After his ordination to the priesthood on 21 December 1946, Wissing spent three years as assistant priest in Coesfeld. The youth work he built up there marked him out for higher things. In October 1949 he was appointed Diocesan Youth Chaplain for the young men in the Munster Diocese. He had already recognised in Coesfeld that it was essential to have a clear concept for youth work. He now had the opportunity to bring it about. In close contact with his friend, Heinrich Tenhumberg, head of the Diocesan Pastoral Office, he developed a concept that placed the emphases somewhat differently from the Central Office in Duesseldorf under Msgr. Ludwig Wolker. The latter wanted to maintain the customary ecclesial structures (parish youth), while Tenhumberg and Wissing presupposed that the interests of young men between 17-18 would be strongly influenced by their working lives. As a result, they started the Catholic country youth movement (KLJB), and Wissing played a central role in building it up. Their concept, in its turn, was influenced by the Christian Working Youth (CAJ) and the Kolping Work, which was still strongly oriented to supporting artisans.

Also this work on the diocesan level marked Wilhelm Wissing out for higher things. In 1952 he was appointed to lead the whole German country youth movement. Here he continued to develop the concept he had designed in Munster and applied it on a national level. The main emphasis of the five years he spent in this office was building up the Klausenhof Academy (

The idea of international solidarity

1980_Wilhelm Wissing abEven before he had completed this task, Wilhelm Wissing was chosen in 1958 by the Fulda Bishops’ Conference (as it was called at that time) for another task – he was to become the head of the “Catholic Bureau” in Bonn. It meant changing from the pastoral to the political field, even though he had said he had never been particularly interested in politics. However, when he asked the Bishops for a job description before he began his work, he showed that he was completely capable of carrying out his task.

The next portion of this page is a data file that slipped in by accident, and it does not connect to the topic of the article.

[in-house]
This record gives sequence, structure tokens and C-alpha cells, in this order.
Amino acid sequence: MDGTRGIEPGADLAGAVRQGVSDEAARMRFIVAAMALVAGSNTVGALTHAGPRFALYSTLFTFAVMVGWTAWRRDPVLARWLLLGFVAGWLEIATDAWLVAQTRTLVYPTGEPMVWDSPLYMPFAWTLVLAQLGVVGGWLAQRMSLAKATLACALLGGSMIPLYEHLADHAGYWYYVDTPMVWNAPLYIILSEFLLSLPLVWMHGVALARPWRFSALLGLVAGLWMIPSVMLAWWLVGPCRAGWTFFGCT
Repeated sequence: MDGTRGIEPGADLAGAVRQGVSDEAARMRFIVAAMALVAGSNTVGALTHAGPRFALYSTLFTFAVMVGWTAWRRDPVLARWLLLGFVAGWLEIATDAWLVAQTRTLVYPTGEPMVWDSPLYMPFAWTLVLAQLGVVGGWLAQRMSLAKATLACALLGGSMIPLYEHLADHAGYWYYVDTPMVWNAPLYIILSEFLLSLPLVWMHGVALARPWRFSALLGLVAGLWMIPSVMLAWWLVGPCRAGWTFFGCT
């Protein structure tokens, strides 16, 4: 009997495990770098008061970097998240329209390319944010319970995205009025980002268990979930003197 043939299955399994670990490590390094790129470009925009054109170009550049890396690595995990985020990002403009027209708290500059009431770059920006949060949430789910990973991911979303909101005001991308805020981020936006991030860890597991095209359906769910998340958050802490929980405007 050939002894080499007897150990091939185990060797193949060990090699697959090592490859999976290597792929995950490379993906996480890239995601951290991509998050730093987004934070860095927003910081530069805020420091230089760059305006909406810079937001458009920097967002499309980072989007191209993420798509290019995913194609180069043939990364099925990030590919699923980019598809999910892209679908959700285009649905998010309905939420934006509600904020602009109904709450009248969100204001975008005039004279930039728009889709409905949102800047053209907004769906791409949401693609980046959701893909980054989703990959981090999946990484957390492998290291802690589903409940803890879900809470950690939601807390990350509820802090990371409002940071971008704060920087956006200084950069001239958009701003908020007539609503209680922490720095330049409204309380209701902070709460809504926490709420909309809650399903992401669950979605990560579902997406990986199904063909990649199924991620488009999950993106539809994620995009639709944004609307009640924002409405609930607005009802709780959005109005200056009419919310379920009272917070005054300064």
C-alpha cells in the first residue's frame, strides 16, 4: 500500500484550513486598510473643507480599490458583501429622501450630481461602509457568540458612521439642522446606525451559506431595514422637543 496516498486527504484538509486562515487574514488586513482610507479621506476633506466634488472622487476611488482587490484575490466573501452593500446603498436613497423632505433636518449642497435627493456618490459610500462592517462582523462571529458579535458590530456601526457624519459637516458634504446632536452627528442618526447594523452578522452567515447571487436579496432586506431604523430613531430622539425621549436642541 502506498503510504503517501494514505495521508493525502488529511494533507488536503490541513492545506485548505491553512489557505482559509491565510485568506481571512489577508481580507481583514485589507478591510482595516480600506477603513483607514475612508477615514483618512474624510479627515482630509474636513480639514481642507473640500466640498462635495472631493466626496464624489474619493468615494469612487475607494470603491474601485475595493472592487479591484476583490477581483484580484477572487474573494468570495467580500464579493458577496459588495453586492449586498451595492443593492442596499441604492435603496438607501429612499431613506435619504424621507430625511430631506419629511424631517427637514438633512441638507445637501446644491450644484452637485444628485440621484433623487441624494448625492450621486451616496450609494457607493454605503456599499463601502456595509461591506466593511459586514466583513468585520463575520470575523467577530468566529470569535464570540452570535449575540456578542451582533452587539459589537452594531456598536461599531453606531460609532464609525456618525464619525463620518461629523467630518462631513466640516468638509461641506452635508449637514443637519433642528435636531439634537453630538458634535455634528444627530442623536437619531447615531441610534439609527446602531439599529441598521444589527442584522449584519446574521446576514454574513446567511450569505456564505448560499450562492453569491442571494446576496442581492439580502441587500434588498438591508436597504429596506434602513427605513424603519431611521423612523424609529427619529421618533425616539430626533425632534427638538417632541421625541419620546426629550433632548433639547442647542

The work in this new position was very varied. I would only like to highlight one main point. It was the time when the German bishops became aware of their responsibility for the universal Church as the Wirtschaftswunder (economic miracle) began to unfold in Germany. So they founded the aid agencies MISERIOR (“To combat hunger and sickness in the world”) and ADVENIAT (“For the pastoral needs of Latin America”). At the same time ‘development aid’ was being discovered as a new task in the political field. As is usual in politics, the question as to a country’s own financial benefit played a not insignificant role in this. Wilhelm Wissing recognised it as an opportunity to enhance the effectiveness of their work through the collaboration of the Church and state development aid agencies. He also saw that the goals of state funded development aid would not be so strongly oriented to its own economic benefit if the Church was involved, but would highlight commitment to people in their dignity and needs. Wissing described the development of his idea as follows: